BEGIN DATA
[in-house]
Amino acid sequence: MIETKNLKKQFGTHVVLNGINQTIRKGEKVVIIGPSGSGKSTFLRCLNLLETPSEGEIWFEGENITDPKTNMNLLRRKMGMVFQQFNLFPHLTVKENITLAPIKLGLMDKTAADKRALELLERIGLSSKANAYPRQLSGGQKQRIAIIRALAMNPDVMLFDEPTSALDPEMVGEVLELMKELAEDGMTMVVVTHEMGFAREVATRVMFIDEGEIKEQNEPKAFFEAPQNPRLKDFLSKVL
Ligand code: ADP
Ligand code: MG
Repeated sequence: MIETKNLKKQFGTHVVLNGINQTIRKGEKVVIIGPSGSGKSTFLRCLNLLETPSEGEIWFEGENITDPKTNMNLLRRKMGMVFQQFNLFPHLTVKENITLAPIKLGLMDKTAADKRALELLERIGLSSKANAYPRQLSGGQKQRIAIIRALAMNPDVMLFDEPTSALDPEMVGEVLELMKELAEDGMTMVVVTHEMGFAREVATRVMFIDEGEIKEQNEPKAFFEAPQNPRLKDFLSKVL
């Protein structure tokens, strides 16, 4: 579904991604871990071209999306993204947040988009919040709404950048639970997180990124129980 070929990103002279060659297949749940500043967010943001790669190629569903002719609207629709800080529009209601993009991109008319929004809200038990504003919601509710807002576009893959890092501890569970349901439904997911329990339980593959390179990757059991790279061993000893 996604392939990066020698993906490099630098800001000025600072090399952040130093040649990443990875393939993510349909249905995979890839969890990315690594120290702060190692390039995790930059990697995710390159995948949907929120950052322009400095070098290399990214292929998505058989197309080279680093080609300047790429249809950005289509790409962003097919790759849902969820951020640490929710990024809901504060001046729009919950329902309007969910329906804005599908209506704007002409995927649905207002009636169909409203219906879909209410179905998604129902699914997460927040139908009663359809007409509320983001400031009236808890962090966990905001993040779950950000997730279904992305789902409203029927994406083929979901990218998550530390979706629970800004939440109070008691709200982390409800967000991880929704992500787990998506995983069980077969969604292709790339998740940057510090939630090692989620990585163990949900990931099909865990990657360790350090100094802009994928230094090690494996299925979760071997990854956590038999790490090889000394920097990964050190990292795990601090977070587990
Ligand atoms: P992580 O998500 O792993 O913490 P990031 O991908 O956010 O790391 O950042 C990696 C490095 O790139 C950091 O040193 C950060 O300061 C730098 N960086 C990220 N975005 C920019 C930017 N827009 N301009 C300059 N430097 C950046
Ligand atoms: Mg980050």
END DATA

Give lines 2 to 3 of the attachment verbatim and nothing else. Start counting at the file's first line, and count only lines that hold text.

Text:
Amino acid sequence: MIETKNLKKQFGTHVVLNGINQTIRKGEKVVIIGPSGSGKSTFLRCLNLLETPSEGEIWFEGENITDPKTNMNLLRRKMGMVFQQFNLFPHLTVKENITLAPIKLGLMDKTAADKRALELLERIGLSSKANAYPRQLSGGQKQRIAIIRALAMNPDVMLFDEPTSALDPEMVGEVLELMKELAEDGMTMVVVTHEMGFAREVATRVMFIDEGEIKEQNEPKAFFEAPQNPRLKDFLSKVL
Ligand code: ADP